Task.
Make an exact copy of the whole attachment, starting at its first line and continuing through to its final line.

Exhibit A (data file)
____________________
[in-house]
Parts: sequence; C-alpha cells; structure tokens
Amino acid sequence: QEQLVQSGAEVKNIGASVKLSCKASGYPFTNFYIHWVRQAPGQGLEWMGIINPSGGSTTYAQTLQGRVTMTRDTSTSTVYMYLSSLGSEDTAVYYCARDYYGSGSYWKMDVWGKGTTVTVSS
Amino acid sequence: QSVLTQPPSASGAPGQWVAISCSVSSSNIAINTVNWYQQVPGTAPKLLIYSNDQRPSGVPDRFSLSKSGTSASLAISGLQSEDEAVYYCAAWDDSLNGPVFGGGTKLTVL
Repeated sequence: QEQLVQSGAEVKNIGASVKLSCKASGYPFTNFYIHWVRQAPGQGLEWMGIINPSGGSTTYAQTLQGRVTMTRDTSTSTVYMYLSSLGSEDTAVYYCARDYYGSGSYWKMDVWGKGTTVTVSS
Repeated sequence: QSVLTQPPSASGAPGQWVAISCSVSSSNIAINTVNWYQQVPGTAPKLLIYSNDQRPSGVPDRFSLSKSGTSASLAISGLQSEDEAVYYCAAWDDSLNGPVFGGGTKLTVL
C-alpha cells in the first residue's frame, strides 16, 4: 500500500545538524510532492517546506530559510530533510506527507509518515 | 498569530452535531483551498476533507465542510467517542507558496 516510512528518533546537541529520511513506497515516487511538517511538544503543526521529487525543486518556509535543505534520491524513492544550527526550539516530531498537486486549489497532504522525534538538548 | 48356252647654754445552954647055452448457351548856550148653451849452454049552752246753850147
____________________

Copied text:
[in-house]
Parts: sequence; C-alpha cells; structure tokens
Amino acid sequence: QEQLVQSGAEVKNIGASVKLSCKASGYPFTNFYIHWVRQAPGQGLEWMGIINPSGGSTTYAQTLQGRVTMTRDTSTSTVYMYLSSLGSEDTAVYYCARDYYGSGSYWKMDVWGKGTTVTVSS
Amino acid sequence: QSVLTQPPSASGAPGQWVAISCSVSSSNIAINTVNWYQQVPGTAPKLLIYSNDQRPSGVPDRFSLSKSGTSASLAISGLQSEDEAVYYCAAWDDSLNGPVFGGGTKLTVL
Repeated sequence: QEQLVQSGAEVKNIGASVKLSCKASGYPFTNFYIHWVRQAPGQGLEWMGIINPSGGSTTYAQTLQGRVTMTRDTSTSTVYMYLSSLGSEDTAVYYCARDYYGSGSYWKMDVWGKGTTVTVSS
Repeated sequence: QSVLTQPPSASGAPGQWVAISCSVSSSNIAINTVNWYQQVPGTAPKLLIYSNDQRPSGVPDRFSLSKSGTSASLAISGLQSEDEAVYYCAAWDDSLNGPVFGGGTKLTVL
C-alpha cells in the first residue's frame, strides 16, 4: 500500500545538524510532492517546506530559510530533510506527507509518515 | 498569530452535531483551498476533507465542510467517542507558496 516510512528518533546537541529520511513506497515516487511538517511538544503543526521529487525543486518556509535543505534520491524513492544550527526550539516530531498537486486549489497532504522525534538538548 | 48356252647654754445552954647055452448457351548856550148653451849452454049552752246753850147